Can collaborative law help me minimize the emotional and financial costs of divorce litigation?
Absolutely! It’s why collaborative law was “invented.” Divorce litigation exacts a tremendous emotional and financial cost on couples and their children. It doesn’t have to be this way. Even with the worst set of facts, a “good divorce” can happen. Collaborative law was designed to produce the best possible outcome from, for most people, one of the worst experiences of their lives. Calabrese Budner helps orchestrate the “good divorce” for our clients every day.
What are the major differences between collaborative law and traditional divorce?
Collaborative law is a private alternative to the public litigation model. The risk that you will be dragged into court or deposed and your private matters exposed during your divorce is eliminated. When collaborating, you stay in control of the outcome. You don’t hand control over your life, your children, or your money to lawyers or a judge. Unlike traditional divorce, nothing happens to you in a collaborative divorce to which you do not agree.
Courts are limited to cookie-cutter solutions that, at best, do no harm but don’t add value and, at worst, drain and sometimes even destroy assets and businesses.
Does my spouse have to have a lawyer too?
Yes. Not only must you each hire a lawyer, but the most effective collaboration involves a team. Because every divorce involves emotional, financial, and legal issues, the best team includes two lawyers, a financial professional, and a mental health professional (both of whom are neutral). The neutrals act as built-in reality checks and “mediators.” On the cutting-edge of dispute resolution options, the team approach puts collaborative law at the top.
There’s been an affair. Can I collaborate?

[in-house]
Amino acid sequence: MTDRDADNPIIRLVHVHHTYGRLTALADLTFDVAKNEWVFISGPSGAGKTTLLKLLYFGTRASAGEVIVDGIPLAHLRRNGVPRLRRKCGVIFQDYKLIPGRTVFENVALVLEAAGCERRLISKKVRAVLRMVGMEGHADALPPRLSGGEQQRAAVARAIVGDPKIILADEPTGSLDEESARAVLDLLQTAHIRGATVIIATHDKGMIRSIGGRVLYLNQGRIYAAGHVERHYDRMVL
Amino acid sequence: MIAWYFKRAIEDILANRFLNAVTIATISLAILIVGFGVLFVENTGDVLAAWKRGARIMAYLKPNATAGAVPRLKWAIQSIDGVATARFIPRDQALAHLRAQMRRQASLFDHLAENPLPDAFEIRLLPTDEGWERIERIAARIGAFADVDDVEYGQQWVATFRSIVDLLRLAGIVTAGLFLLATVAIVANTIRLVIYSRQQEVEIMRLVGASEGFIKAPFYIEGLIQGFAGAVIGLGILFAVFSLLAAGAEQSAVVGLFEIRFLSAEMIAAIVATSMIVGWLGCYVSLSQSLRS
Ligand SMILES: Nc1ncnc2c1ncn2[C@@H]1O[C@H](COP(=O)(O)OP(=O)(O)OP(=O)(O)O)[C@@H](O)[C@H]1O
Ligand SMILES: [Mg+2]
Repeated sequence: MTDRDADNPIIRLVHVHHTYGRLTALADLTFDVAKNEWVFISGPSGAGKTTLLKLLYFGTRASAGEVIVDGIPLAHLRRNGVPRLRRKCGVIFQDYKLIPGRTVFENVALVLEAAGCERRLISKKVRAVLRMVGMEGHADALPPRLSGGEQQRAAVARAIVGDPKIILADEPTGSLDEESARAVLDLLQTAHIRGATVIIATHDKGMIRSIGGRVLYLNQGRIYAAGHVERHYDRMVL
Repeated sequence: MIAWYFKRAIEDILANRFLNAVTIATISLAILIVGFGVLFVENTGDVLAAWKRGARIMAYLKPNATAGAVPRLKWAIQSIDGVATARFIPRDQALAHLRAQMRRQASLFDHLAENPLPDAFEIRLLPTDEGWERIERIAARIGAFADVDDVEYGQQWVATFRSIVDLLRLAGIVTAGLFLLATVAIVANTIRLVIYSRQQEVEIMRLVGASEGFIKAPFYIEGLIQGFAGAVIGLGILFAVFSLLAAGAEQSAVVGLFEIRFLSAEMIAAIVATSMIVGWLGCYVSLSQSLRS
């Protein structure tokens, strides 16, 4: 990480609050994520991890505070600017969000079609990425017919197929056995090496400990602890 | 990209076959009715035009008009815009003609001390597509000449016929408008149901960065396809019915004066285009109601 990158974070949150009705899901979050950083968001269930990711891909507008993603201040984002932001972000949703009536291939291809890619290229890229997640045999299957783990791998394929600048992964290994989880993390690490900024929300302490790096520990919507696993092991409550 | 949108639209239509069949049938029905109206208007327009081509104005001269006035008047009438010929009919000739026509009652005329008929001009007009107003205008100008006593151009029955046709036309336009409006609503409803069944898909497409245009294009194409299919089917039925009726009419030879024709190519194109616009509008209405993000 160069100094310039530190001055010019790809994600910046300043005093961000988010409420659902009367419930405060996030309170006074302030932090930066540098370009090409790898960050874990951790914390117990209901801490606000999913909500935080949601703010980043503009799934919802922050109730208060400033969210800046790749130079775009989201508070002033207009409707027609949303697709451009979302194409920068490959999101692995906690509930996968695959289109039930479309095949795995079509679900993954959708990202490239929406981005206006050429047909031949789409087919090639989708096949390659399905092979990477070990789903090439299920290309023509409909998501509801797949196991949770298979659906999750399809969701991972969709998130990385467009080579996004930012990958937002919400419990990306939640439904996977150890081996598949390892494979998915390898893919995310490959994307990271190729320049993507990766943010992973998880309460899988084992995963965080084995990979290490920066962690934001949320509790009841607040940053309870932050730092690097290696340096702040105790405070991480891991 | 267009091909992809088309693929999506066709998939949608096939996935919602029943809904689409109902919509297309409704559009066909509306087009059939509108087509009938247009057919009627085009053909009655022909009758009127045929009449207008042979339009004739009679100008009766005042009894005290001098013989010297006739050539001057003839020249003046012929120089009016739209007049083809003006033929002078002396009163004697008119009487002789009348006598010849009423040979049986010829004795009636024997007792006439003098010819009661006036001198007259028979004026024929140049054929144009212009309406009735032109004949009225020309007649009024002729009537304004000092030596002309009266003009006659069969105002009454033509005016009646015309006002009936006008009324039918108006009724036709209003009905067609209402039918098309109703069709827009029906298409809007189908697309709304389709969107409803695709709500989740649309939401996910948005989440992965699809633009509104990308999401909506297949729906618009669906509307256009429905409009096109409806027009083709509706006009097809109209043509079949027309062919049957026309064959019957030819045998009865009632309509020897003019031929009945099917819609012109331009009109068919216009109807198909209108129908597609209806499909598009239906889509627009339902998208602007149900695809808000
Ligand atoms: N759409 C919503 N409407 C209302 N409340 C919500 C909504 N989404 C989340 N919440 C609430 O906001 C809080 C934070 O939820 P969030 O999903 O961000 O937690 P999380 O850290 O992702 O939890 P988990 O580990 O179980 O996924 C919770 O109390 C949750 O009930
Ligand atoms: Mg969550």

Yes. Affairs are not barriers to a successful collaborative divorce process. In fact, almost all collaborative divorces involve affairs. Affairs, although very painful, are often a symptom, not a cause. While revenge is a natural reaction, it is a myth that you are better off in litigation with a gladiator. Aggressive litigation tactics to “make her pay” often backfire.
I don’t trust my spouse. Can I collaborate?
Yes. It’s natural not to trust your spouse during your divorce. In collaboration, not only can you trust your lawyer and the two neutral professionals, but your spouse’s lawyer is not your enemy. While your lawyer is always your advocate, both collaborative professionals are trained to work as part of a team in a sophisticated process which recognizes that meeting both clients’ needs is the best possible outcome for the divorcing couple. The collaborative model may be the smartest place to put your trust.
Savvy business people seem to prefer collaborating. Why?
Courts are limited to cookie-cutter solutions that, at best, do no harm but don’t add value and, at worst, drain and sometimes even destroy assets and businesses. The collaborative process generates financial solutions that make sense—recognizing that clients know their businesses best and that families are more than the sum of their assets and liabilities. Using interest-based negotiation, collaboration “value adds” and produces “think outside the box” answers that work in the real world.
For more than 20 years, divorce attorney Carla Calabrese has successfully represented clients in every area of family law – Texas divorce, including high dollar cases, complex property division, paternity, adoption, assisted reproduction technology, and marital agreements. Recognized as one of the Top 50 Women Lawyers in Texas by Texas Monthly, Top 5 Exceptional Collaborative Practitioners in Texas, The Best Lawyers in America®, a Texas Super Lawyer by Texas Monthly, and one of the Best Lawyers in Dallas by D Magazine, Calabrese regularly speaks and educates on family law. Calabrese Budner is recognized as one of the Best Law Firms in America by U.S. News.